Haiti is bracing for more anti-corruption protests on Sunday. "PetroChallengers" — a grass-roots assortment of social media savvy millennials, activists, concerned citizens and diaspora, whose motto is: "What happened to the PetroCaribe money?" — are behind the initiative.
They are calling for people nationwide to hit the streets to demand the president's resignation and justice for what they say was stolen from the people.
"We're asking everyone in the poor neighbourhoods for a repeat of what we did [massive protests] on February 7, we're going to take to the streets in the same way," a member of the Petro Challengers group in the northern city of Cape Haitian told VOA Creole.
"We the people have been victimized by a predatory government that must leave power," another PetroChallenger added. "That's why we the youth, activists from all political parties, must unite. You may not think people of different party affiliations can work together, but I'm here to tell you that this [corruption] issue concerns us all."
The government denies the allegations, citing poor accounting.
In the southern town of Les Calles on Friday, protesters camped out in front of the local courthouse holding posters and chanting, "Jovenel, you are going to jail!"
"We want all the thieves who stole the PetroCaribe money to be arrested, especially the ones in the southern department," protest leader Carvens Laguerre told VOA Creole.
"We're not playing. We are here today and we'll be back on Sunday at 9 a.m. to demand Jovenel Moise resign."
What is PetroCaribe?
PetroCaribe was launched in June of 2005 as a Caribbean oil alliance, with Venezuela giving members preferential treatment for energy purchases, at a discounted price with low-interest deferred terms and an option to pay in kind instead of currency.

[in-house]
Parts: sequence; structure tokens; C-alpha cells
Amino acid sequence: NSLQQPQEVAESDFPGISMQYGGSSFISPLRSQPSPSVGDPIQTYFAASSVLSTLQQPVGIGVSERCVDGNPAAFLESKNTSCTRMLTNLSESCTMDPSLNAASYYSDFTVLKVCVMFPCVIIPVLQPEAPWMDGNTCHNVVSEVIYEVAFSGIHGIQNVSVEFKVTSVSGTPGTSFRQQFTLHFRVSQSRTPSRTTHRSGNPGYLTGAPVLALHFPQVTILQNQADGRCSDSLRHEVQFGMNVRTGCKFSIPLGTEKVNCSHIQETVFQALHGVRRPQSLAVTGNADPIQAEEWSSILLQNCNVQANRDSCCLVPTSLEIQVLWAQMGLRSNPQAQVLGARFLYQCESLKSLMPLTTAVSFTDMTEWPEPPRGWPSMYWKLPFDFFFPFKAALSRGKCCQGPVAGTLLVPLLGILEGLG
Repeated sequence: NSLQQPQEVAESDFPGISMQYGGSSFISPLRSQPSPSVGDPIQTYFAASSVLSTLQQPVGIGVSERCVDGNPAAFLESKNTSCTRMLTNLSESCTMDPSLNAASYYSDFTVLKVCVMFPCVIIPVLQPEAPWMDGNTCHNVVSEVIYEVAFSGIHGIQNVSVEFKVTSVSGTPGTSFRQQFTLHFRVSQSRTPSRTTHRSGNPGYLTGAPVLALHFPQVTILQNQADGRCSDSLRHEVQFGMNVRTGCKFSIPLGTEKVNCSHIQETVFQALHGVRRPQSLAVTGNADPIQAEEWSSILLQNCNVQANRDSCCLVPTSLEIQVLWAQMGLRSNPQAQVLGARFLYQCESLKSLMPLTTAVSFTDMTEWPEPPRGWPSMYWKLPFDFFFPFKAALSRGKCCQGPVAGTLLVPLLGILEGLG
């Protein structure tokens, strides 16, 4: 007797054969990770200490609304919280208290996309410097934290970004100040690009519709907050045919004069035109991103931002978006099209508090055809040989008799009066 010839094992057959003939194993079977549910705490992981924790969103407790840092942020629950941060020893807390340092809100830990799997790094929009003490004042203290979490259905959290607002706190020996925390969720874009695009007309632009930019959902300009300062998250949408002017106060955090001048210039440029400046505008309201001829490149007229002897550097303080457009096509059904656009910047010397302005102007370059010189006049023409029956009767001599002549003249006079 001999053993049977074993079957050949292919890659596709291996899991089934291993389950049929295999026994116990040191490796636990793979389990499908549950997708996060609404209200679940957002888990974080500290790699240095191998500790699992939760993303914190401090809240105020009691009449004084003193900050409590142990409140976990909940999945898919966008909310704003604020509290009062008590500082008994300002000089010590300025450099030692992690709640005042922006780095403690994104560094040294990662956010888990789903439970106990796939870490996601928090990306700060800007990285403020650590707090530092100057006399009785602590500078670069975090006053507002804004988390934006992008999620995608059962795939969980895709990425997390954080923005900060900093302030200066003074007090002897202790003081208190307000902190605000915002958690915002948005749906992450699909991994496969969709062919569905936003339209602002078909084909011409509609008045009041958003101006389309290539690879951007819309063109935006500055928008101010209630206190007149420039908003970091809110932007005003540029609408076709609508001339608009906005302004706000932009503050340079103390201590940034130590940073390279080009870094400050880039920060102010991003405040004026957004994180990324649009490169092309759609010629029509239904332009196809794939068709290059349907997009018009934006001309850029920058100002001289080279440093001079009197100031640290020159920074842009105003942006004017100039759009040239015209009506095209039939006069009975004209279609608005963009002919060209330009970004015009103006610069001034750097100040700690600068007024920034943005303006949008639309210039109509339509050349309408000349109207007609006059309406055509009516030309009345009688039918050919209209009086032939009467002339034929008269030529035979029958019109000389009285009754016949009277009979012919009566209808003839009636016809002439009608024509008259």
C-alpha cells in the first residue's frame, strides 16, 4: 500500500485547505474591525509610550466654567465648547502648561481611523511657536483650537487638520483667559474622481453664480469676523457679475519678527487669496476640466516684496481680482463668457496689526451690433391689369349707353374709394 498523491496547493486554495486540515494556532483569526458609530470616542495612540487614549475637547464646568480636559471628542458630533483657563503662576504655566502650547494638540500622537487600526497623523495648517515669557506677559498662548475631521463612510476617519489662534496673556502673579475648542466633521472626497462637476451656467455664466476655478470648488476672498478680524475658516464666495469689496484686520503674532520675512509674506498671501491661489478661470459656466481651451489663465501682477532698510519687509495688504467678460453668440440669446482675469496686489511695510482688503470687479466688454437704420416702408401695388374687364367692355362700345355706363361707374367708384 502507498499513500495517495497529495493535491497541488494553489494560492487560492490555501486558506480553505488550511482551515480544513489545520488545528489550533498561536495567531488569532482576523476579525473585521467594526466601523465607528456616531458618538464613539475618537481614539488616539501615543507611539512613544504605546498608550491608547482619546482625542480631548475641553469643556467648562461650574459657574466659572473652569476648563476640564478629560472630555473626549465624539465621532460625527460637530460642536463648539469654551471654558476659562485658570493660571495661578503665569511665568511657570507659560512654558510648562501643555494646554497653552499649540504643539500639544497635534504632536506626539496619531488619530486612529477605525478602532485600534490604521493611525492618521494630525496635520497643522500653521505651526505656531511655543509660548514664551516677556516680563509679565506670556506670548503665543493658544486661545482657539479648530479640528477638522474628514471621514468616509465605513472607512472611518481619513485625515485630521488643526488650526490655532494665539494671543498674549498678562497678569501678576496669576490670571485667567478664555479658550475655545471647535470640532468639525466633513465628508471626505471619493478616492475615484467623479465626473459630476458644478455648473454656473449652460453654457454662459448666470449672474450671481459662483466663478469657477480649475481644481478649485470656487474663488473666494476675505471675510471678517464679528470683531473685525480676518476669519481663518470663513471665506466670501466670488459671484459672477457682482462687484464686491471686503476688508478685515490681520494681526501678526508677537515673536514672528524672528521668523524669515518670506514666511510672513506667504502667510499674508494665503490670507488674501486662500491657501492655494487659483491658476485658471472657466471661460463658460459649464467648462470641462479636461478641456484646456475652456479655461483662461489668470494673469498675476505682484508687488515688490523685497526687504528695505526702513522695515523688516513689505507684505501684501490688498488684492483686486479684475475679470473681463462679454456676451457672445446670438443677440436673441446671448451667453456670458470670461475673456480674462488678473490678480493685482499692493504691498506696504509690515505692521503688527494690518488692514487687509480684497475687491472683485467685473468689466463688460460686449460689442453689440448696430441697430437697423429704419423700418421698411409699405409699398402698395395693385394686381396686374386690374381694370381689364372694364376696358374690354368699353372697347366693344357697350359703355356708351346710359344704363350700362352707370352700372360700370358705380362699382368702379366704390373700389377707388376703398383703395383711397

Several audits have shown that much of Haiti's PetroCaribe revenue (about $3.8 billion) disappeared, having been disbursed for government construction contracts on projects that were never finished. The funds had originally been earmarked for infrastructure, social and economic projects.
Haiti's Superior Court of Accounts and Administrative Litigation (Cour Superieure de Comptes et du Contentieux Administratif), a non-partisan institution tasked with overseeing the government's budget, spending and allocation of funds, was preparing a report detailing irregularities and alleged abuse of funds generated under the PetroCaribe agreement.
The CSCCA's jurisdiction is both administrative and financial, and it arbitrates disputes over government spending when requested to do so. Its final report was delivered to Senate leader Carl Murat Cantave on May 31.
The contents, which included details of alleged fraud by the current and former presidents — Jovenel Moise and Michel Martelly — sparked outrage and prompted calls for justice.
What President Moise is accused of
Andre Michel, a lawyer, opposition leader and frequent administration critic, is a member of a legal team who launched a civil lawsuit targeting those found guilty of fraud and embezzlement of the PetroCaribe funds. He detailed the alleged abuses by President Moise during a press conference on Tuesday.
"The report says the Borgne-Margaux Bridge construction project overseen by the racketeer Jovenel Moise was paid twice for the same project. He was paid under Agritrans, and he was also paid under Betex — which means what? Betex and Agritrans are two wings of the same bird, which bears the name of Jovenel Moise."
Denials, criticism of methods
Agritrans issued a statement defending the integrity of its projects.
"We disagree with the allegations that AGRITRANS S.A. and BETEX received two payments to perform the same work. It should be noted that AGRITRANS signed a contract with the MTPTC [Ministry of Public Works] on a separate segment of the Borgne/Petit-Bourg de Borgne road section. Remember that this contract has been duly approved by the CSC/CA and that the relative payments are around 40% to date for 80% of executed works," the statement said.
"Based on these considerations, among many others, AGRITRANS S.A. expresses its formal disagreement on the allegations of the CSC/CA and reserves the right to initiate proceedings before the Haitian justice to defend its integrity and rights," the statement added.
The president's special representative, Guichard Dore, said it was obvious the authors of the report were looking for "a scapegoat."
"An audit is supposed to deal with facts — from the auditor and from the person who is being audited — but the document produced by the Superior Court of Accounts and Administrative Litigation doesn't provide that," he told VOA Creole. "So to me this is not an audit, it's a political document."
Dore cited several "technical errors" involving figures and conclusions that led him to the determination the audit lacks credibility. Meanwhile, PetroChallengers and their supporters across Haiti are preparing to march on Sunday.